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Fringed bat
Fringed bat. Photo, Michael Durham.
On the Ground: The Oregon Conservation Strategy at Work

September 2009

By sharing our stories and successes with each other, we will find new ways to speak up for fish, wildlife and their habitats that resonate with all Oregonians.


Sharing the Road with Wildlife
New Online Registry Helps Track Conservation Projects
Focus: Marion County Soil and Water Conservation District
Bat Workshop Slated for November
Wildlife Viewing on Facebook
One Small Thing

Hwy 101
The Oregon wildlife movement work group met in Lincoln City to tour an area where a resident elk herd regularly crosses Hwy. 101 to forage.
Photo courtesy of ODFW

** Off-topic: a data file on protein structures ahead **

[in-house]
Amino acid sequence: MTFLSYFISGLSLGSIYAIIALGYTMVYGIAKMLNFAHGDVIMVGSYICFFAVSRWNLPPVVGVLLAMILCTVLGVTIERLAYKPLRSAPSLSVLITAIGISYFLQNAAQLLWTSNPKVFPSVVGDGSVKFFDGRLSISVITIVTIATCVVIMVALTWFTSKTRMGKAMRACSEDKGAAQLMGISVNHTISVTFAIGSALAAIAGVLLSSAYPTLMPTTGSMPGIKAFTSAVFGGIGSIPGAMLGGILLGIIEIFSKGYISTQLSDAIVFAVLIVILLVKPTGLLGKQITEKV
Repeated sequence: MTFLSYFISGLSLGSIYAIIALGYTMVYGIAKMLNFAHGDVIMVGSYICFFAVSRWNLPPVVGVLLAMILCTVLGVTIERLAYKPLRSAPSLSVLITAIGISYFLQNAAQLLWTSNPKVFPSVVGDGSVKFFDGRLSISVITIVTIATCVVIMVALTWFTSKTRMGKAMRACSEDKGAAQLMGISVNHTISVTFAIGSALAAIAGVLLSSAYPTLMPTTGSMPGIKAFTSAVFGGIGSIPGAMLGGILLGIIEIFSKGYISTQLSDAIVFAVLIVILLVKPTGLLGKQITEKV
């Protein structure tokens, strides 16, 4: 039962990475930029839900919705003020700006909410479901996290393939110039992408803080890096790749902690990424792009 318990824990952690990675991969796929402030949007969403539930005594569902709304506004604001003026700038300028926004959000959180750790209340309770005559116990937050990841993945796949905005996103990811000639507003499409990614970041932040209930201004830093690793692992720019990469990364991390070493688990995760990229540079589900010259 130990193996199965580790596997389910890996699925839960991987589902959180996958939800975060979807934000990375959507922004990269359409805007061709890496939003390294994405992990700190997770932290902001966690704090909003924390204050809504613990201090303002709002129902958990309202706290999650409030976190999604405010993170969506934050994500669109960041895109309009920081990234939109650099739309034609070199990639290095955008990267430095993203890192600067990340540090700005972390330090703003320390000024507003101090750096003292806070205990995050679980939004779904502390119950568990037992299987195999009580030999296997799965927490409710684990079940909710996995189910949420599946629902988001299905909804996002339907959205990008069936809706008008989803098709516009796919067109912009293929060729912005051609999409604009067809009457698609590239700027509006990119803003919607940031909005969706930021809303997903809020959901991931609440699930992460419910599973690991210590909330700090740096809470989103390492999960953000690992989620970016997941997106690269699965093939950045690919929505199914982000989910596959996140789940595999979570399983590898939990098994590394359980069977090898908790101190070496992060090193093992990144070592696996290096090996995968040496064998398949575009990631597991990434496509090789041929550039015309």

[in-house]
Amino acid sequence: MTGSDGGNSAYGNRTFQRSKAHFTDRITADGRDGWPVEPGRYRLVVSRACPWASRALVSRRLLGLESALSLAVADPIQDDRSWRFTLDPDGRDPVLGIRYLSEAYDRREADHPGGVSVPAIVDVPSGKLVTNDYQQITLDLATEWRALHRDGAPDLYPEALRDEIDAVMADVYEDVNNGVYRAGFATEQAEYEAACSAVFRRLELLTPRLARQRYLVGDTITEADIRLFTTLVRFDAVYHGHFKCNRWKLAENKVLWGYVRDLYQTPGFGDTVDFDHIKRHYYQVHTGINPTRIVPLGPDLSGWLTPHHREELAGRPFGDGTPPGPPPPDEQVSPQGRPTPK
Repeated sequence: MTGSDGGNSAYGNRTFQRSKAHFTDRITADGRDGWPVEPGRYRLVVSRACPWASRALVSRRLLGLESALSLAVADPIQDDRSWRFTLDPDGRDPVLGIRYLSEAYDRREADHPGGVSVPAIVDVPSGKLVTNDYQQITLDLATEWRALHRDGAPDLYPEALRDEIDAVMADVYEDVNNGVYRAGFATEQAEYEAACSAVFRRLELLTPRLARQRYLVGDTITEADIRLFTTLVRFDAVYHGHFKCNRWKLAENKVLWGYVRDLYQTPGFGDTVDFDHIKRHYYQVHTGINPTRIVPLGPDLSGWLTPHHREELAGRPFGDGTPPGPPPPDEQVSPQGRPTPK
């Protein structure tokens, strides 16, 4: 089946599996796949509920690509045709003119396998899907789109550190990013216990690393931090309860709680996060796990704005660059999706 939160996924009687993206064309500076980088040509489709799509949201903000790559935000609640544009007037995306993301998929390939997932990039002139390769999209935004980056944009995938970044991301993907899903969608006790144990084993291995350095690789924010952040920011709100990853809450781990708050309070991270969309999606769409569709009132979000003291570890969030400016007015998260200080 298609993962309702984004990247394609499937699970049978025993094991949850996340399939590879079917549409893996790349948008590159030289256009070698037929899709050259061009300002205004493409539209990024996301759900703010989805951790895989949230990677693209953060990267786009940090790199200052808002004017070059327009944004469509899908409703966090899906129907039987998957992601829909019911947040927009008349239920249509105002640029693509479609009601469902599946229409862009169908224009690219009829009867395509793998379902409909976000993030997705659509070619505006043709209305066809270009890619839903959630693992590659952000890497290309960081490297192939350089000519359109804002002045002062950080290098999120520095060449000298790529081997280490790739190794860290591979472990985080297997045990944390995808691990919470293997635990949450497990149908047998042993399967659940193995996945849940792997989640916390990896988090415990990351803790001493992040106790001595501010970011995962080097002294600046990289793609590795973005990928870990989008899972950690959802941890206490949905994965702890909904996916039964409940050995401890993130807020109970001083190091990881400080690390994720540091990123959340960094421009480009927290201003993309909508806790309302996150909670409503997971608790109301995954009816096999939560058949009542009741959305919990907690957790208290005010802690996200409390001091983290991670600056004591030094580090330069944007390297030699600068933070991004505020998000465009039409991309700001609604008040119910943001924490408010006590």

In a first-of-its kind effort in the state, the Oregon Department of Transportation and ODFW have mapped wildlife linkages and collision hotspots on state highways and made the information available online in a GIS database.

“We encourage interested groups to know the wildlife crossing hotspots in their areas and to consider the options available to keep wildlife and people safe,” said Mindy Trask, ODOT co-chair for the Oregon Wildlife Movement Strategy.

Tools to provide safe passage for wildlife include road signs, animal detection systems, fencing, wildlife crossing structures and public education. Crossing structures have a long lead time, of course, and have to be planned and funded. A good example of this type of project is Highway 97 just south of Bend where a road expansion project has made it possible to incorporate two wildlife underpasses.

Recently, the Oregon Wildlife Movement work group met in Lincoln City to tour one of the most visible and potentially dangerous wildlife crossing problems along US 101. Here, a resident elk herd regularly crosses the highway to forage.